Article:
Most people who tell others they are authors work independently from the requirements of corporations or even normal jobs. Their job is to create. To craft stories we want to read.
Some have deals with publishing houses which state how many books the company wants produced and when they want them. No matter how hard anyone tries to remove the deadline they have in their contracts, they stay put. Which is a hard thing for some and a great motivator for others. Yet, the time an author works is only subject to their own desires.
What does this mean to you, the budding author? Or perhaps you are one of these people who has produced a hundred books? Doesn’t matter. The question remains the same for both. The question? What does having the ability to pick and choose when you work have anything to do with the actual work of writing?
Everything. For some they lack the discipline. They have the desire to write the great American novel. They think about the work all day long but when it comes time to sit in front of the computer and let it out, they don’t. They blame their lives, their kids, their spouse, their responsibilities for not having the time to write.
They are good arguments of course. When writing isn’t your job, it often is set aside thanks to life itself. However, life does give you the opportunity to put your ideas down as a book. All you have to do is set aside a time dedicated to writing. Not your thing? You believe in the free flow of ideas as the most important part of creativity.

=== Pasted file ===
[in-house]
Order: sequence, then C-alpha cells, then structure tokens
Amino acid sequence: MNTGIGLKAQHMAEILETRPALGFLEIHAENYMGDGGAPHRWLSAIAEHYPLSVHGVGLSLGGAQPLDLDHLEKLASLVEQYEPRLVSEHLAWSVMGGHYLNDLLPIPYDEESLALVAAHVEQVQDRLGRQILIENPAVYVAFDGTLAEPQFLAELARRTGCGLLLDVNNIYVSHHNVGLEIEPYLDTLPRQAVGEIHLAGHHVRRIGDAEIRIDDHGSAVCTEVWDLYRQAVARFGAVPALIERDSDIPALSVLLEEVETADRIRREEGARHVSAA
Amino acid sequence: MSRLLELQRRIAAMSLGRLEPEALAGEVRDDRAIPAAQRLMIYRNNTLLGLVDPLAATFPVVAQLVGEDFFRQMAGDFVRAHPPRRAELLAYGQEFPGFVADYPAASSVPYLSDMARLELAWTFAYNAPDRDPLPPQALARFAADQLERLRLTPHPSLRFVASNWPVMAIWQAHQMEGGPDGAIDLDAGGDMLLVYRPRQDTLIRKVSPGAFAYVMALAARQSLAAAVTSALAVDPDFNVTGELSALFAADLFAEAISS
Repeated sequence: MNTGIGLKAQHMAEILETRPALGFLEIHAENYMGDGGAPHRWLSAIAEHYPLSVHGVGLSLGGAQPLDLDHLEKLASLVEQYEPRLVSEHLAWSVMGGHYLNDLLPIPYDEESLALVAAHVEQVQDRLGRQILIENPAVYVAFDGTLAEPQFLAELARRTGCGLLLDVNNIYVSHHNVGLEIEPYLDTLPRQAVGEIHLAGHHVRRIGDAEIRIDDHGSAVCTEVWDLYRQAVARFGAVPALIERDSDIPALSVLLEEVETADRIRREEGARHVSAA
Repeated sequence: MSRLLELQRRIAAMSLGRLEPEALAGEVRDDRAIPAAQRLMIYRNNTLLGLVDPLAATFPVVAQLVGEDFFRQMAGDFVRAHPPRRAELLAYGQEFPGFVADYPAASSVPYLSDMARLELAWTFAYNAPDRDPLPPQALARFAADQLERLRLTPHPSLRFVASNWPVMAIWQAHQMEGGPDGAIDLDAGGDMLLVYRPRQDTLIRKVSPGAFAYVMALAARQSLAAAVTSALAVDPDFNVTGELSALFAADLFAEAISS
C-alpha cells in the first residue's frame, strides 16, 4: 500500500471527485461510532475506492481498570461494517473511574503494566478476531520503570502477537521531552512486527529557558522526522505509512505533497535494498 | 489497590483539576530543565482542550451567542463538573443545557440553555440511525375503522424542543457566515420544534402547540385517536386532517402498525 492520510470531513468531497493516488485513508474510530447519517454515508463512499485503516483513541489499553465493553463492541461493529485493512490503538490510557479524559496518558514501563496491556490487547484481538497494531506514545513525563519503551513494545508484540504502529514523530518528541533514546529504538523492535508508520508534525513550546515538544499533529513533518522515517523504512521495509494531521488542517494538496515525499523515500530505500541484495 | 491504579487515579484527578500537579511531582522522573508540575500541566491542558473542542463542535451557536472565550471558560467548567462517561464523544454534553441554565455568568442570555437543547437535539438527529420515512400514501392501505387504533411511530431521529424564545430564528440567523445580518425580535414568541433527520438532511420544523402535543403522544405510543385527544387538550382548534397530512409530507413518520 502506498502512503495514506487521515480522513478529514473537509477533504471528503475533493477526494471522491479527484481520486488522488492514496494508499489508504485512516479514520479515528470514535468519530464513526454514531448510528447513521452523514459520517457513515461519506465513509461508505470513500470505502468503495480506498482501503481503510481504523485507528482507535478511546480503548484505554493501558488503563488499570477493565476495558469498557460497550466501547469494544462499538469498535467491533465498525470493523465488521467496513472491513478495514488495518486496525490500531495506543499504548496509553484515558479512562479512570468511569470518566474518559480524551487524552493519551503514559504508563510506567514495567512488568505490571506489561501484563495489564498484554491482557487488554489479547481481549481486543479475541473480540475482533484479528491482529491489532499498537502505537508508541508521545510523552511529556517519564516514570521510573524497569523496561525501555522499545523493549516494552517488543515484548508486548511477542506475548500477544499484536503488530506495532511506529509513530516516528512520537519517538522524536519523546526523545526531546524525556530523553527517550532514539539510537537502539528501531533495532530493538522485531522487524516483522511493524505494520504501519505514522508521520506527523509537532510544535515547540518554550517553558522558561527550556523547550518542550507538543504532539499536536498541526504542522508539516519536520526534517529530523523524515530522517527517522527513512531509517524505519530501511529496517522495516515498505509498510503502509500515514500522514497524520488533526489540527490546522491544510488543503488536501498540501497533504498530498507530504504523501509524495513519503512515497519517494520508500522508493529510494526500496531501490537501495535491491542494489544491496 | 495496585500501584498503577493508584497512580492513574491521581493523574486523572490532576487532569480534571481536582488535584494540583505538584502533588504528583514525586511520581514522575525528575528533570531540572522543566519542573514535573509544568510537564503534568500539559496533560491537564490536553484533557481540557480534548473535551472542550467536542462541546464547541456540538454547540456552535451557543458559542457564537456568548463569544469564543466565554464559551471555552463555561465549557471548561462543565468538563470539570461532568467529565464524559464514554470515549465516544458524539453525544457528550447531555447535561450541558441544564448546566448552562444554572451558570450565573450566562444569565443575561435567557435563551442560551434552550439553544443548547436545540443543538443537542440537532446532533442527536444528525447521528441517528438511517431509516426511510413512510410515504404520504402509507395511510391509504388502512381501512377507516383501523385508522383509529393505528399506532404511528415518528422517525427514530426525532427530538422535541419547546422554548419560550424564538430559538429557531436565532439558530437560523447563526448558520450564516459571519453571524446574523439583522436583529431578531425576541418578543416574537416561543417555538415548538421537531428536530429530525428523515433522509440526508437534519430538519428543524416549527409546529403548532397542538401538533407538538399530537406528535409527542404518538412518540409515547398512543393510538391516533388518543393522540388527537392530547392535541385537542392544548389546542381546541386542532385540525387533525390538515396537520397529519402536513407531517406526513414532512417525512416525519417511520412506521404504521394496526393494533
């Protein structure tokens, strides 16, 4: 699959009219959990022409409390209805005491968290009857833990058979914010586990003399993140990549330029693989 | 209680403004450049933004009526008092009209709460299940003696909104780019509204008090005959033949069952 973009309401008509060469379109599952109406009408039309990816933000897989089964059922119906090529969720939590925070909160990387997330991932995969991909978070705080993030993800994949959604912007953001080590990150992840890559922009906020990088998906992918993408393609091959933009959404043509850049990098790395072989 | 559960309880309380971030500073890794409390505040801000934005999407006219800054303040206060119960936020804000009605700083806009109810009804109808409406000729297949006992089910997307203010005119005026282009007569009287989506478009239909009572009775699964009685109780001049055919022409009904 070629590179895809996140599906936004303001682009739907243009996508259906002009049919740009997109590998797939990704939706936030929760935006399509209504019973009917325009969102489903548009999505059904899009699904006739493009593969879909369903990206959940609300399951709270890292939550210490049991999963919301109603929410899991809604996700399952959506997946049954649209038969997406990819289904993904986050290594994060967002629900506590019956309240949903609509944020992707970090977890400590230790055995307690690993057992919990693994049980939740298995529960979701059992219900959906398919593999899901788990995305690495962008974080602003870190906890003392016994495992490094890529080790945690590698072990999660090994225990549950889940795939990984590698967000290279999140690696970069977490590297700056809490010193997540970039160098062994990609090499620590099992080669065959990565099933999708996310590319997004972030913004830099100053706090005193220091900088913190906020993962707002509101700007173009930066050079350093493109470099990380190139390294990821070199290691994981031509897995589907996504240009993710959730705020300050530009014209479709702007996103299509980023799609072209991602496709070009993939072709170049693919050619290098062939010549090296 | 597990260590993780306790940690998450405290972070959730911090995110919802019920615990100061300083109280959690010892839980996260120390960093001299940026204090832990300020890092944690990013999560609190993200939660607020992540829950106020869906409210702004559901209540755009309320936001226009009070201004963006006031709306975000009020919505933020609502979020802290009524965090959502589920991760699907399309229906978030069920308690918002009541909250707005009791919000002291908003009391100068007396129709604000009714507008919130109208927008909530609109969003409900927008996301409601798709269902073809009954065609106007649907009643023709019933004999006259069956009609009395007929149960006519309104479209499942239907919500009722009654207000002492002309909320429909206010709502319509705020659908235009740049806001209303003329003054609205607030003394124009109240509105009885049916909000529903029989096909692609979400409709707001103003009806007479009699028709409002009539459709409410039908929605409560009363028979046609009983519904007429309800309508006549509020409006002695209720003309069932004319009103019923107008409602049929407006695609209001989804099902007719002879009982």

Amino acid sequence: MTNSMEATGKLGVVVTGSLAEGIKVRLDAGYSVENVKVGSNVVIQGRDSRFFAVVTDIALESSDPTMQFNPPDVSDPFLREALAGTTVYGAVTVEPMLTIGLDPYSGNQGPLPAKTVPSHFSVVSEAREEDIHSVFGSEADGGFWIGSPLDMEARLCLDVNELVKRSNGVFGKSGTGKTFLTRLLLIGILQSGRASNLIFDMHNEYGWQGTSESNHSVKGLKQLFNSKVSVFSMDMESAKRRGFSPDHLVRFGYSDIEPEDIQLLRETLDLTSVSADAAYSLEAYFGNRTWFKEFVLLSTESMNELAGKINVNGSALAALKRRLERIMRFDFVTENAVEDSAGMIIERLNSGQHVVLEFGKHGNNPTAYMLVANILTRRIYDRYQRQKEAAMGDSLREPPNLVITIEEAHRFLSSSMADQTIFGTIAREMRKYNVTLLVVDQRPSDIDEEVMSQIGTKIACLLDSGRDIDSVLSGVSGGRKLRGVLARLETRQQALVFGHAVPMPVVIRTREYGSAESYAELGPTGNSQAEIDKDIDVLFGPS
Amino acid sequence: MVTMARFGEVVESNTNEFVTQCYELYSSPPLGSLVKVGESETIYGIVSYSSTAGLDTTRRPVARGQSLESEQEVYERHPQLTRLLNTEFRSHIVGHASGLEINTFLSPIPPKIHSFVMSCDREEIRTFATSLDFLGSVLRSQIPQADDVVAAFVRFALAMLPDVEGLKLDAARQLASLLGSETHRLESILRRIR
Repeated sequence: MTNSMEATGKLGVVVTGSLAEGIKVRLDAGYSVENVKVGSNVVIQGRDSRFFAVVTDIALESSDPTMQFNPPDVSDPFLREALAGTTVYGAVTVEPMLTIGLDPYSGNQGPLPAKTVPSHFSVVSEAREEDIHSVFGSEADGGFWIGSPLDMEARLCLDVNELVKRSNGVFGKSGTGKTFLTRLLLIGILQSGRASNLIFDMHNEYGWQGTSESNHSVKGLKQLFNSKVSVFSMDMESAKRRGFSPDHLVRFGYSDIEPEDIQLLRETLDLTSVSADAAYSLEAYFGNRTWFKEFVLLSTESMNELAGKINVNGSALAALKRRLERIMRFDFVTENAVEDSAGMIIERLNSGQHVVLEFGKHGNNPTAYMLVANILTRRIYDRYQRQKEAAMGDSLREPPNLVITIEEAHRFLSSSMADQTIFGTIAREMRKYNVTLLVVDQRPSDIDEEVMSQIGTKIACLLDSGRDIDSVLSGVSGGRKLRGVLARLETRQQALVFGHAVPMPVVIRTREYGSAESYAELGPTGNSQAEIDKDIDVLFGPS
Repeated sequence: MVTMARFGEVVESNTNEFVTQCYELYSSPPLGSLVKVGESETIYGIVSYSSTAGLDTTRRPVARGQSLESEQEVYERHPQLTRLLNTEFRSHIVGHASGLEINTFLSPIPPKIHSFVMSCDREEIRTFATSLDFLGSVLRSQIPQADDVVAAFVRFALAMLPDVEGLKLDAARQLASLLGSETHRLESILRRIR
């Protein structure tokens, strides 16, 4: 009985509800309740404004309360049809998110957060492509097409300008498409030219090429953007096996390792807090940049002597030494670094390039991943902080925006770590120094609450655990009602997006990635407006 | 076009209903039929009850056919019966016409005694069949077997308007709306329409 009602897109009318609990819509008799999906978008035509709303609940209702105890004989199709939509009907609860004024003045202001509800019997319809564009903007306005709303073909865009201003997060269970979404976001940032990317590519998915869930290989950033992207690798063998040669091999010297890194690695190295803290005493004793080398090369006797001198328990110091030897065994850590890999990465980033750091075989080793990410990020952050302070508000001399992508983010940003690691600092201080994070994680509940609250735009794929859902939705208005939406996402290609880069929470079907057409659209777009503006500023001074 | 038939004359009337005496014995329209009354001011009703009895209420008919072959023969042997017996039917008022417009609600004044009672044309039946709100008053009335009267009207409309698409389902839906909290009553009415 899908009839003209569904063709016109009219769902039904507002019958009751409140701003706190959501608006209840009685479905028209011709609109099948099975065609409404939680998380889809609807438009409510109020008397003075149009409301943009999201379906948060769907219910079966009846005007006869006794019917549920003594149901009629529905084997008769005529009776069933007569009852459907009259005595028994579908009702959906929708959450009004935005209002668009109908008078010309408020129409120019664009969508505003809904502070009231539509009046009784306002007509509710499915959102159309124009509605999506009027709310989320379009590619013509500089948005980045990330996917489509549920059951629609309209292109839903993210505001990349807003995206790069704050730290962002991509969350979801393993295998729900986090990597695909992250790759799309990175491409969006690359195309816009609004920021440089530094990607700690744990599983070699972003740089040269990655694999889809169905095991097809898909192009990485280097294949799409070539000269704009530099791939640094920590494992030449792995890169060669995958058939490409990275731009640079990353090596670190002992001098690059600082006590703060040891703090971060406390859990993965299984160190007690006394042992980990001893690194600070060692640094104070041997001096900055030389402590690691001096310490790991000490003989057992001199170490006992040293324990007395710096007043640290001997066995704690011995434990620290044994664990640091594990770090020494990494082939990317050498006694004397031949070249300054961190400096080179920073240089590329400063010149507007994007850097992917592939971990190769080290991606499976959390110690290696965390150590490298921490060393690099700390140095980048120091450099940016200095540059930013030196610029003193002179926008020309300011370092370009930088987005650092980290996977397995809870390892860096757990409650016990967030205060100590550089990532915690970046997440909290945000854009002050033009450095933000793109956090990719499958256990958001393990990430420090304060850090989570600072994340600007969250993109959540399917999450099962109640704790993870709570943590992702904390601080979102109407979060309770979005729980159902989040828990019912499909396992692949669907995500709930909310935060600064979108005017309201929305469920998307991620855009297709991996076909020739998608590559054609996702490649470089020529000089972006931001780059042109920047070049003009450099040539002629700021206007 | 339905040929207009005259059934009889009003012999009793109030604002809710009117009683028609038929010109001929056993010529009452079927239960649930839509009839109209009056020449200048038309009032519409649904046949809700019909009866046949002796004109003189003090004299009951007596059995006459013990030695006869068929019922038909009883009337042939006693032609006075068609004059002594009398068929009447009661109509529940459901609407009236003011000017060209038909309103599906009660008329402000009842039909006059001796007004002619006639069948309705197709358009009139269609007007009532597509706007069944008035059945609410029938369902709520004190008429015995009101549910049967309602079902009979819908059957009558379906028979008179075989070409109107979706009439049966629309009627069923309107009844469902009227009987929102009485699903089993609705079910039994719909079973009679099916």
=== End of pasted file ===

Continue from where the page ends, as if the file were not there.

For some it is. However, what professional writers learn, notice I said writers and not authors, is sooner or later you have to get in front of that keyboard and get it done. Sooner or later an author must become a writer. If you don’t know what I mean, think about it for a while. It will come to you.
For some this is the hardest part of creating a book. One of the greatest writers of fantasy, J. R. R. Tolkien, took 18 years to complete the Lord of the Rings series. He was 45 when he started and 63 when he finished. His publishers waited patiently. Most won’t wait eighteen months much less eighteen years for a set of books.
If you take the time to research some of your favorite authors, their work habits might surprise you. Some only work standing up. Others lock themselves into a room and won’t leave until they have put down ten thousand words. One would only write inside hotel rooms. The list of what and how these authors did to craft their prose is often unique. However, it still came down to one thing, they had to get in front of a keyboard and get it done.
Remember those three words. Get – It – Done. It amazes me what happens when a person finally settles in to complete a book. They change entire chapters, rewrite characters, drive the plot to the ending.
I look forward to when an author decides to get the job done. Often, they will spend months emailing me about this character or that subplot or what the ending should be. Send me everything but a completed chapter. Each author is different. Some work off detailed outlines with all that they want in the story right in front of them Others simply let the story flow. They get it down then go back. Read what they have written and begin the task of taking their pile of words and turning it into something enjoyable to read.
What this boils down to is if you intend to write books then you have to write! Life and all its responsibilities will always be there. You have to decide is if life going to stop you from writing your books or is it going to provide you with the means to write?
Choose to find a place to write. A time all your own. Then write. Let it out. Put what is inside your mind onto the computers screen. Writing is one of life’s greatest pleasures. Why deny it when you don’t have too.
I’m Ross, the Editor-in-Chief at The Pyrateheart Press and I’m out.